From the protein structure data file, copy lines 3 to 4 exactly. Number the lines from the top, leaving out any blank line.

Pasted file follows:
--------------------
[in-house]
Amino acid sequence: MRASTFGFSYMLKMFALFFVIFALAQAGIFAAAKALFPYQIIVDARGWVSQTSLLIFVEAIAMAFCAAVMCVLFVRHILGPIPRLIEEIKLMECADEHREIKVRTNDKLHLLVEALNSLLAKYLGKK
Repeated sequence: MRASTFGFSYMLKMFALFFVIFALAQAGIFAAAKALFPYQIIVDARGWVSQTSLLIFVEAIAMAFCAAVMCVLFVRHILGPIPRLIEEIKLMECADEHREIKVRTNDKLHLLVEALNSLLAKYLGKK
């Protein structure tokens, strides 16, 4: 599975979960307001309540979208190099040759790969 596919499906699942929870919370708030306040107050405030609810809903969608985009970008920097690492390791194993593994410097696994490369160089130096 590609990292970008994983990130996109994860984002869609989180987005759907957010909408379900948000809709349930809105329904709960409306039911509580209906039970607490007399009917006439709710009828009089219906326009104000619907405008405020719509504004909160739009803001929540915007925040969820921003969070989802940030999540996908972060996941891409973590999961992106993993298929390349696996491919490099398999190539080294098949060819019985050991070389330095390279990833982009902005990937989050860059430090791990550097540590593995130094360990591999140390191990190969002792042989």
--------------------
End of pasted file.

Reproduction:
Repeated sequence: MRASTFGFSYMLKMFALFFVIFALAQAGIFAAAKALFPYQIIVDARGWVSQTSLLIFVEAIAMAFCAAVMCVLFVRHILGPIPRLIEEIKLMECADEHREIKVRTNDKLHLLVEALNSLLAKYLGKK
């Protein structure tokens, strides 16, 4: 599975979960307001309540979208190099040759790969 596919499906699942929870919370708030306040107050405030609810809903969608985009970008920097690492390791194993593994410097696994490369160089130096 590609990292970008994983990130996109994860984002869609989180987005759907957010909408379900948000809709349930809105329904709960409306039911509580209906039970607490007399009917006439709710009828009089219906326009104000619907405008405020719509504004909160739009803001929540915007925040969820921003969070989802940030999540996908972060996941891409973590999961992106993993298929390349696996491919490099398999190539080294098949060819019985050991070389330095390279990833982009902005990937989050860059430090791990550097540590593995130094360990591999140390191990190969002792042989």